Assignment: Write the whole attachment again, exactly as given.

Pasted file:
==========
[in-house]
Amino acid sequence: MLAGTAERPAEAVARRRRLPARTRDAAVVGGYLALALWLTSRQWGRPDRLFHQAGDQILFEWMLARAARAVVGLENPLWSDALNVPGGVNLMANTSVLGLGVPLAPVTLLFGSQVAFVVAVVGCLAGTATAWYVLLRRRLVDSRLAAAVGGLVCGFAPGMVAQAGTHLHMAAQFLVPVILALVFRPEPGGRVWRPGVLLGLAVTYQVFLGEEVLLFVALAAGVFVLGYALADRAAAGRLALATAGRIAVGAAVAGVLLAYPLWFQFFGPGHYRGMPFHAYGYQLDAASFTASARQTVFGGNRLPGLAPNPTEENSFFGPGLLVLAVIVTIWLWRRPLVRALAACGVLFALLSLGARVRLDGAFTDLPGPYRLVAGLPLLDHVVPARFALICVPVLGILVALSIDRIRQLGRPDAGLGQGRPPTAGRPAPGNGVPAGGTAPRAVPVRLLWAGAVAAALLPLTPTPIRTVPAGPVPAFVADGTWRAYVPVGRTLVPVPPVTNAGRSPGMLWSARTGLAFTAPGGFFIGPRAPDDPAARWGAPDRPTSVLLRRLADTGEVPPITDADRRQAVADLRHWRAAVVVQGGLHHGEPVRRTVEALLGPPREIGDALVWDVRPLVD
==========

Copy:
[in-house]
Amino acid sequence: MLAGTAERPAEAVARRRRLPARTRDAAVVGGYLALALWLTSRQWGRPDRLFHQAGDQILFEWMLARAARAVVGLENPLWSDALNVPGGVNLMANTSVLGLGVPLAPVTLLFGSQVAFVVAVVGCLAGTATAWYVLLRRRLVDSRLAAAVGGLVCGFAPGMVAQAGTHLHMAAQFLVPVILALVFRPEPGGRVWRPGVLLGLAVTYQVFLGEEVLLFVALAAGVFVLGYALADRAAAGRLALATAGRIAVGAAVAGVLLAYPLWFQFFGPGHYRGMPFHAYGYQLDAASFTASARQTVFGGNRLPGLAPNPTEENSFFGPGLLVLAVIVTIWLWRRPLVRALAACGVLFALLSLGARVRLDGAFTDLPGPYRLVAGLPLLDHVVPARFALICVPVLGILVALSIDRIRQLGRPDAGLGQGRPPTAGRPAPGNGVPAGGTAPRAVPVRLLWAGAVAAALLPLTPTPIRTVPAGPVPAFVADGTWRAYVPVGRTLVPVPPVTNAGRSPGMLWSARTGLAFTAPGGFFIGPRAPDDPAARWGAPDRPTSVLLRRLADTGEVPPITDADRRQAVADLRHWRAAVVVQGGLHHGEPVRRTVEALLGPPREIGDALVWDVRPLVD